"It was a phenomenal experience," said Bill Medley of the Righteous Brothers, who performed on the first telecast of "Shindig!" with Cooke and the Everly Brothers. "We were like 23, 24 years old and on national television. This was like the coolest thing in the world. And Jimmy was just the perfect guy to host that show. He wasn't slick … he never tried to be too hip. He was just the perfect guy to hold all that together."

O'Neill opened every show with the same rousing welcome:

"Howdy-hi, Shindiggers… we've got a 'Shindig!' for you that's so far in it's out of sight!"

The show, broadcast on ABC, lasted only 15 months, but it made its emcee so famous with the underage crowd that it inspired a character named Jimmy O'Neillstone in the 1960s "Flintstones" cartoon series. The episode was called "Shinrock-a-Go-Go."

When the network canceled the show in early 1966, after experimenting unsuccessfully with more mainstream musical guests, it sent O'Neill into a tailspin. His marriage to songwriter Sharon Sheeley collapsed. "I went crazy," he told the Chicago Tribune in 1992. "I tried to burn my house down. Literally set fire to my house. I was 26 years old. I had never had a bad break before. I drank and drugged my way through my life savings."

He eventually sobered up and returned to radio, working at KDAY from 1969 to 1971. Later he returned for two more stints at KRLA, in the mid-1980s and early 1990s.

In 1991, Rhino Home Video released a compilation of "Shindig!" broadcasts that revived interest in the show.

"One of the funniest things he ever told me," said Mike Wagner, the KRLA program director who hired O'Neill in the 1990s, "was that by the time he was 24 he had peaked already. He said 'My career was front-loaded.' But he didn't have any regrets. He was an eternally young, Midwestern happy-go-lucky type. He always had a smile in his voice."

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Pauline Friedman Phillips, advice columnist (Dear Abby), 94

TMZ.com - Pauline Phillips --the woman who founded the "Dear Abby" advice column -- died yesterday (Jan. 16) at the age of 94.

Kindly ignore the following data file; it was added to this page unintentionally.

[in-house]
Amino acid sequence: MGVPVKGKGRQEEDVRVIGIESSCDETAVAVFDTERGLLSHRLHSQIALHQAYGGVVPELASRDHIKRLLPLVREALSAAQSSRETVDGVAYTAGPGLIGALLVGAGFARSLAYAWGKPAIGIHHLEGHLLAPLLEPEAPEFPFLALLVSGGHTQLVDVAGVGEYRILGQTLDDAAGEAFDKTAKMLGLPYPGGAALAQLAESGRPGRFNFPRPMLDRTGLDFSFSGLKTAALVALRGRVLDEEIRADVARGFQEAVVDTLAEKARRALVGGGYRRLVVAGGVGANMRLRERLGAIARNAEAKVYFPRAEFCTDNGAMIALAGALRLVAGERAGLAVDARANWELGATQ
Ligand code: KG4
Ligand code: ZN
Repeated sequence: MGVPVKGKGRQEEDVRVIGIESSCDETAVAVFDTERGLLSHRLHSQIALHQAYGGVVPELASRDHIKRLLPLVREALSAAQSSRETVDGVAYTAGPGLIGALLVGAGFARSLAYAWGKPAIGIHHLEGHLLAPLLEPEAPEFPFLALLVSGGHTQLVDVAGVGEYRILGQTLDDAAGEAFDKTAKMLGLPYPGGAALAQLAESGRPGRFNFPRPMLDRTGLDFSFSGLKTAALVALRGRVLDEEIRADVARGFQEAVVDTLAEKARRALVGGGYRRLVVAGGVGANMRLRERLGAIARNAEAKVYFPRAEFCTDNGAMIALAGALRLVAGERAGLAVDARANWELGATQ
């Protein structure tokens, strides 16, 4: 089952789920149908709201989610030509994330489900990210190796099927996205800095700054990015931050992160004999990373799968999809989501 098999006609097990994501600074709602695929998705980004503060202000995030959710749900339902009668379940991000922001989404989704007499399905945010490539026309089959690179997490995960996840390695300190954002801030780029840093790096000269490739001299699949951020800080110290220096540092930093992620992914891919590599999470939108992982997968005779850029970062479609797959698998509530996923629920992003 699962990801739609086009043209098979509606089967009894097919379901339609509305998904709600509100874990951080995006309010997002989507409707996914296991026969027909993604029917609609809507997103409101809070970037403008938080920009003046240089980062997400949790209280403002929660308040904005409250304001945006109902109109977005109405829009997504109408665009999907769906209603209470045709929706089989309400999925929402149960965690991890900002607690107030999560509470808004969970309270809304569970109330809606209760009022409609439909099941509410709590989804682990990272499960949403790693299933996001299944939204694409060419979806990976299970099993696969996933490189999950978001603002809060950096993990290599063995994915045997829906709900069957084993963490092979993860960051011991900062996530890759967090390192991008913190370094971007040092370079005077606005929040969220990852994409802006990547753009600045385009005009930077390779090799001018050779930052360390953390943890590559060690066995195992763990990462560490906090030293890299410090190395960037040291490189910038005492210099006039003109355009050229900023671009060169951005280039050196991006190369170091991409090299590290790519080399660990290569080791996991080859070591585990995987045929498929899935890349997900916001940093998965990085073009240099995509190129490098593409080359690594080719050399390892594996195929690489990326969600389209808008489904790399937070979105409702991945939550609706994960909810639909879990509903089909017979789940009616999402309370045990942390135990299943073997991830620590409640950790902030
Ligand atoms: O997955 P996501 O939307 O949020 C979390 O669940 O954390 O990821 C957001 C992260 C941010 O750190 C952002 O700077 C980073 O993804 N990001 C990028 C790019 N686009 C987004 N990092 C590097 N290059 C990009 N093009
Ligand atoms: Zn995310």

A rep for Phillips tells TMZ Pauline had been battling Alzheimer's disease.

Pauline's daughter, Jeanne -- who took over the "Dear Abby" column -- says ... "I have lost my mother, my mentor and my best friend."

She adds, "My mother leaves very big high heels to fill with a legacy of compassion,commitment and positive social change. I will honor her memory every day by continuing this legacy."

"Dear Abby" first appeared in print in 1956 -- and eventually grew to a daily readership of 100 MILLION.

Pauline's twin sister was advice columnist Ann Landers -- who died in 2002 at the age of 83.

During her career, Phillips used the pen name Abigail Van Buren -- she used the name "Abigail" from the wise woman in the Old Testament and "Van Buren" was adopted in honor of one of her favorite presidents.

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Re: 2013 Obits: R.I.P. and Remembrance thread

Post by just saying » Thu Jan 17, 2013 2:35 pm

Pauline Friedman Phillips, who under the name of Abigail Van Buren, wrote the long-running "Dear Abby" advice column that was followed by millions of newspaper readers throughout the world, has died. She was 94.

Read more: http://www.foxnews.com/us/2013/01/17/de ... z2IGNZFCSf

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Re: 2013 Obits: R.I.P. and Remembrance thread

Post by just saying » Sat Jan 19, 2013 6:45 pm

On the day that the Orioles are holding their annual FanFest, news has spread through the Baltimore Convention Center that Hall of Fame manager Earl Weaver passed away last night. He was 82.